Film Review: Ad Astra

Ad Astra means to face the stars, the complete quote in Latin means something along the lines of the road to the stars is rough. Either or, I love the title and with star power to spare this movie tells the story of a man searching for his pop, through space.

I can relate to this. I lost my father very young. He is still alive, just vanished into the paradise of holier-than-thou.

Just like McBride’s daddy.

I wondered briefly would it be a better story if Brad Pitt were the father and a younger man played the son, but that probably goes against the leading man ego that Pitt has and it doesn’t matter for the story ultimately because Pitt played the fatherless-boy-grown-up very well.

Ad Astra is constructed in hues that remind me of Conrad’s Heart of Darkness. The story wraps itself around several travel destinations, including the moon, Mars and far out in the hinterlands of our solar system with Neptune. Each were brutal in their own rights and showed the depravity it takes to survive. Conrad’s story is famous for this theme.

In my opinion, this is both a hardcore sci-fi movie with fantasy elements.

And it manages to weave in some pretty cool stuff that made me feel like I was in on the joke.

In addition to the title, the film explores the Fermi Paradox quite well, which says there may be life out in the Universe but that life is in fact not going to come-a-calling. Enrico Fermi said civilizations run on tenuous cycles, with the distance between inhabitable worlds so vast the likelihood of ever making contact while the tech is ripe- impossible.

We are just too far away from each other and the numbers don’t line up. The Chaos needs to be perfect and chaos has a tendency to only rarely line up. This is so rife for the potential of cult, I think the movie whiffs completely on this world-building element.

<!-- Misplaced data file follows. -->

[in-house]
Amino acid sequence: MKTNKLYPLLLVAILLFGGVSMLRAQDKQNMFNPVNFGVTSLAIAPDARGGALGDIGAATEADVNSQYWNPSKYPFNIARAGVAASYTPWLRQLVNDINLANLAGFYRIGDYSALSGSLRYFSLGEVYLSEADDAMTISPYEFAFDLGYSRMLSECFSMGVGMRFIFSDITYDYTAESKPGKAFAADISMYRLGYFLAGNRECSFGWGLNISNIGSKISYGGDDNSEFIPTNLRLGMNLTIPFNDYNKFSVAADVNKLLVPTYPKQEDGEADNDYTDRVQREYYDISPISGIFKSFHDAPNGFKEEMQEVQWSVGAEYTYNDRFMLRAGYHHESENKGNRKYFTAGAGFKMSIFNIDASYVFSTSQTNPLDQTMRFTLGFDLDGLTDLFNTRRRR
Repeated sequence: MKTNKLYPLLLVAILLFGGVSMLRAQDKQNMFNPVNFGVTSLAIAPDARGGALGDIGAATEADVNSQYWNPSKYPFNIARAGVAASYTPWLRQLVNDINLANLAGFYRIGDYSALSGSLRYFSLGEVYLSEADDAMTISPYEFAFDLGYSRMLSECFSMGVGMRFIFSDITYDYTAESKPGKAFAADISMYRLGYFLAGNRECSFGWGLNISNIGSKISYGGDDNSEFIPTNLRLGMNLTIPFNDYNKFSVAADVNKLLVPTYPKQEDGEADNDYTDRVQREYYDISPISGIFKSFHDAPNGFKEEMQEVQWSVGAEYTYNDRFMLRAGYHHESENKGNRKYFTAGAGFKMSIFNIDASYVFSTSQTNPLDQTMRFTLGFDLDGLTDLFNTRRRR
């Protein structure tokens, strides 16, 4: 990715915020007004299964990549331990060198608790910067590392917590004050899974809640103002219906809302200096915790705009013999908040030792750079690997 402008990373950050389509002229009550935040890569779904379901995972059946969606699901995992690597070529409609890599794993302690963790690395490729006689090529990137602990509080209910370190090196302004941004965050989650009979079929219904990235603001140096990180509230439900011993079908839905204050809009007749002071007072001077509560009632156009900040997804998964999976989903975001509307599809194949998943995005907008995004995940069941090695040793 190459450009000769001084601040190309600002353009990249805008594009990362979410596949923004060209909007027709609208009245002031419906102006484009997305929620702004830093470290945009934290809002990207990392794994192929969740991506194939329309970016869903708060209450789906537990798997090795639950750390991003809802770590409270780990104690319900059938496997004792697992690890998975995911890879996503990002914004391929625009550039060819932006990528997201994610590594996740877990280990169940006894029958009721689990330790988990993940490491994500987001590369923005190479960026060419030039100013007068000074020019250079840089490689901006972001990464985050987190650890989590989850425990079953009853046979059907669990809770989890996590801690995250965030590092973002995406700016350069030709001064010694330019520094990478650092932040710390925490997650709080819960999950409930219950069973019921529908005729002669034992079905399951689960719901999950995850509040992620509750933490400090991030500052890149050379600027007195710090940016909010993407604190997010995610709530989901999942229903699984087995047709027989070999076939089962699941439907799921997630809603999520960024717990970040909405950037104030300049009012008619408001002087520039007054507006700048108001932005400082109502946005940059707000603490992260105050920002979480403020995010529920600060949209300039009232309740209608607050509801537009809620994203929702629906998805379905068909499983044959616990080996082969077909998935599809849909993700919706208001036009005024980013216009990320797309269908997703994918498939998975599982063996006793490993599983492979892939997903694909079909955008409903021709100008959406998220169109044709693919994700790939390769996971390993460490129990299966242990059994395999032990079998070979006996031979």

The fantasy element comes from Ad Astra’s use of anti-matter to fuel the alien finding tech. It’s why life on Earth is in jeopardy.

Excuse while I go throw up.

The irony was not missed by me.

There are no aliens in this movie, and this is a punishment-for-trying thing the writers tied into the missing-father plot. I mean 100% the man himself who goes to Neptune to try and illicit contact from afar ruins the life he leaves behind. I like it because of its poetry, but in a place as vast as our solar system I think it hits notes of triteness.

This fantasy definition of antimatter is trite in itself and kind of feels like I am digging a bit too deep, but I want things to matter (HARHARHAR) it also feels like a last-minute addition. Something to give weight to Pitt’s journey and give an excuse to the extremes forced to undergo.

I think the story is weakened because of this betrayal of its hard sci-fi roots.

The heart of this movie is a story about loneliness and doing the right thing perfectly at the stake of life and limb. It’s a story about a man whose father chose work over family.

My own dad did the same funnily enough. He picked a career in the military that put him all over the globe and only in my life for three weekends from age nine to 18.